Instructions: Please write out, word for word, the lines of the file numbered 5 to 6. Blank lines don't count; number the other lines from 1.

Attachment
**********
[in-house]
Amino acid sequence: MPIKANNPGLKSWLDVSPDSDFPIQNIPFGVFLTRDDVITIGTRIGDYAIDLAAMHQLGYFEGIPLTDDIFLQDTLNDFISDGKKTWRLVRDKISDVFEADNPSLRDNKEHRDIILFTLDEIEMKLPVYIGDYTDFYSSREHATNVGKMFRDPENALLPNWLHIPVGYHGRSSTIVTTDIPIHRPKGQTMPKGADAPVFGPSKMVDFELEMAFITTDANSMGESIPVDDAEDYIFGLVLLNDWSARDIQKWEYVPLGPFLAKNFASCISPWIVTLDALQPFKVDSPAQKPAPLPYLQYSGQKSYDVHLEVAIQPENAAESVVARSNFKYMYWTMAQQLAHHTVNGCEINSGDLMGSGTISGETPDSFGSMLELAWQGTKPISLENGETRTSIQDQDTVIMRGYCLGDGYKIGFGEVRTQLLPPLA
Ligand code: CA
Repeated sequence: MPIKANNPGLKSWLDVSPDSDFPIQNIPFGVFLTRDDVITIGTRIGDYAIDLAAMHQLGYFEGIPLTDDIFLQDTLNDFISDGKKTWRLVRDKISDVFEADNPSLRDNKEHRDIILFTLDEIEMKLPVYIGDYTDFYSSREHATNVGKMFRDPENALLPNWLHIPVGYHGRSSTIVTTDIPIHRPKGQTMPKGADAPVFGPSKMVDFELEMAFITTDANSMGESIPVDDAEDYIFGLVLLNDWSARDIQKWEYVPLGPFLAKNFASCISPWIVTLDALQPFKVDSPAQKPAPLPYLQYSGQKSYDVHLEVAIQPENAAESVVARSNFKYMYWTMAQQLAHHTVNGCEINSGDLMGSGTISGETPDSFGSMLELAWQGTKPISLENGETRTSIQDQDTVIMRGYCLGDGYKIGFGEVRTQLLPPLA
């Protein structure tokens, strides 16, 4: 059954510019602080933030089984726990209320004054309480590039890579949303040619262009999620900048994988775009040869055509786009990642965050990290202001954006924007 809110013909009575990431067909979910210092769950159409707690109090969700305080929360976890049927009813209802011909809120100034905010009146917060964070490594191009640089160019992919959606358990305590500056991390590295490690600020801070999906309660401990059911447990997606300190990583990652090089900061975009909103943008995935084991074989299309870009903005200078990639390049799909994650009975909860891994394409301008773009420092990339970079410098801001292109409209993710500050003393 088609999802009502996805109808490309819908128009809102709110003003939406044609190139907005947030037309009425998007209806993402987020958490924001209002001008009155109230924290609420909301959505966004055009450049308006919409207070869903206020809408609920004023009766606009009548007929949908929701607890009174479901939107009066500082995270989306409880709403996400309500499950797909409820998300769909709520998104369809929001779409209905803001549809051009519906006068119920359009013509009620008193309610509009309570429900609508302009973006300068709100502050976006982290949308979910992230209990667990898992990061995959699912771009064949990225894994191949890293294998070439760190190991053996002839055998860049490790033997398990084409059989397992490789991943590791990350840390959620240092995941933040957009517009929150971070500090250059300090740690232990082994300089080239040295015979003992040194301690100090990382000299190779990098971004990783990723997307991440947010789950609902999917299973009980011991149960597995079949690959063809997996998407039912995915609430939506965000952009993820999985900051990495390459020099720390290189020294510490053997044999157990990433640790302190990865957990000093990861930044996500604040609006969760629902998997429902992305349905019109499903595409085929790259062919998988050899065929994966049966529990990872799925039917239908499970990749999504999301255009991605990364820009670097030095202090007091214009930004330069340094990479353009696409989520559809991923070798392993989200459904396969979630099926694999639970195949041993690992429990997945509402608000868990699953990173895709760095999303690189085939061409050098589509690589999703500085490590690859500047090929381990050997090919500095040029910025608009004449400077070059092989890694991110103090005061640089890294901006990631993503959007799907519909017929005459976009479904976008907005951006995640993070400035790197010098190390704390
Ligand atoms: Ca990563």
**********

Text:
């Protein structure tokens, strides 16, 4: 059954510019602080933030089984726990209320004054309480590039890579949303040619262009999620900048994988775009040869055509786009990642965050990290202001954006924007 809110013909009575990431067909979910210092769950159409707690109090969700305080929360976890049927009813209802011909809120100034905010009146917060964070490594191009640089160019992919959606358990305590500056991390590295490690600020801070999906309660401990059911447990997606300190990583990652090089900061975009909103943008995935084991074989299309870009903005200078990639390049799909994650009975909860891994394409301008773009420092990339970079410098801001292109409209993710500050003393 088609999802009502996805109808490309819908128009809102709110003003939406044609190139907005947030037309009425998007209806993402987020958490924001209002001008009155109230924290609420909301959505966004055009450049308006919409207070869903206020809408609920004023009766606009009548007929949908929701607890009174479901939107009066500082995270989306409880709403996400309500499950797909409820998300769909709520998104369809929001779409209905803001549809051009519906006068119920359009013509009620008193309610509009309570429900609508302009973006300068709100502050976006982290949308979910992230209990667990898992990061995959699912771009064949990225894994191949890293294998070439760190190991053996002839055998860049490790033997398990084409059989397992490789991943590791990350840390959620240092995941933040957009517009929150971070500090250059300090740690232990082994300089080239040295015979003992040194301690100090990382000299190779990098971004990783990723997307991440947010789950609902999917299973009980011991149960597995079949690959063809997996998407039912995915609430939506965000952009993820999985900051990495390459020099720390290189020294510490053997044999157990990433640790302190990865957990000093990861930044996500604040609006969760629902998997429902992305349905019109499903595409085929790259062919998988050899065929994966049966529990990872799925039917239908499970990749999504999301255009991605990364820009670097030095202090007091214009930004330069340094990479353009696409989520559809991923070798392993989200459904396969979630099926694999639970195949041993690992429990997945509402608000868990699953990173895709760095999303690189085939061409050098589509690589999703500085490590690859500047090929381990050997090919500095040029910025608009004449400077070059092989890694991110103090005061640089890294901006990631993503959007799907519909017929005459976009479904976008907005951006995640993070400035790197010098190390704390
Ligand atoms: Ca990563």